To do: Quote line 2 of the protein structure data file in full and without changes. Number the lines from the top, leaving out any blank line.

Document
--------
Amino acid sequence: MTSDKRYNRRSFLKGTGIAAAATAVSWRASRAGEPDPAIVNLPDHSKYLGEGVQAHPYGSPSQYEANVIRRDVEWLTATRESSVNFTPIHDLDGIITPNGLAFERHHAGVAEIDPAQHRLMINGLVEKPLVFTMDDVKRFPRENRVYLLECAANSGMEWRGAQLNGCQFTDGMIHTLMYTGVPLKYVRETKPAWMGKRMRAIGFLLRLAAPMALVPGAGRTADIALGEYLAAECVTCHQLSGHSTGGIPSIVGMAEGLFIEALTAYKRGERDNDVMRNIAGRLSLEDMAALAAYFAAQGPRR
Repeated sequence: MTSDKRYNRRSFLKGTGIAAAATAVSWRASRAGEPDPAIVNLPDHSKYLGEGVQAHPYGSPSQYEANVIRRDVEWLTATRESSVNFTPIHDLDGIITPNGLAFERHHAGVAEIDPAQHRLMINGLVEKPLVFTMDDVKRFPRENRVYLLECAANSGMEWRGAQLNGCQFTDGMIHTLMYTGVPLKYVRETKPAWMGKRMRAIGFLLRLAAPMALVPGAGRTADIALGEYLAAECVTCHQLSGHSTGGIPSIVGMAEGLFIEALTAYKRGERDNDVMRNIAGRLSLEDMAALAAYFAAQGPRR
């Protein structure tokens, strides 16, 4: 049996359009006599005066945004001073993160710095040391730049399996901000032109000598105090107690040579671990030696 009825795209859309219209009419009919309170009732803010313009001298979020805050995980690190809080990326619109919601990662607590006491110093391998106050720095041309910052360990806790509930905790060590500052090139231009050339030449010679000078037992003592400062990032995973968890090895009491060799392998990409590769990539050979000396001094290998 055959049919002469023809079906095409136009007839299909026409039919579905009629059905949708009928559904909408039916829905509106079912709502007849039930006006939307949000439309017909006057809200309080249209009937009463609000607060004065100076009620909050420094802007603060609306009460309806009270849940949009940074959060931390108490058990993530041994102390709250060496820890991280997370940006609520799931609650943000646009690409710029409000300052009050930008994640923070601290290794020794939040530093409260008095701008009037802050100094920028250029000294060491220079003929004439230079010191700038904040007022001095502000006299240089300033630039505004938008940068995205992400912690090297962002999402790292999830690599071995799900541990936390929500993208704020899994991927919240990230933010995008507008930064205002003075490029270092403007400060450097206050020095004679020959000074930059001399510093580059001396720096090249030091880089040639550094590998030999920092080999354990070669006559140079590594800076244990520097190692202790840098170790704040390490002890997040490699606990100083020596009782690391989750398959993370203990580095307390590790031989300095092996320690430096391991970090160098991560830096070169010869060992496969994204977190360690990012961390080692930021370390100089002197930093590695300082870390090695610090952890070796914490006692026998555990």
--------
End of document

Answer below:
Repeated sequence: MTSDKRYNRRSFLKGTGIAAAATAVSWRASRAGEPDPAIVNLPDHSKYLGEGVQAHPYGSPSQYEANVIRRDVEWLTATRESSVNFTPIHDLDGIITPNGLAFERHHAGVAEIDPAQHRLMINGLVEKPLVFTMDDVKRFPRENRVYLLECAANSGMEWRGAQLNGCQFTDGMIHTLMYTGVPLKYVRETKPAWMGKRMRAIGFLLRLAAPMALVPGAGRTADIALGEYLAAECVTCHQLSGHSTGGIPSIVGMAEGLFIEALTAYKRGERDNDVMRNIAGRLSLEDMAALAAYFAAQGPRR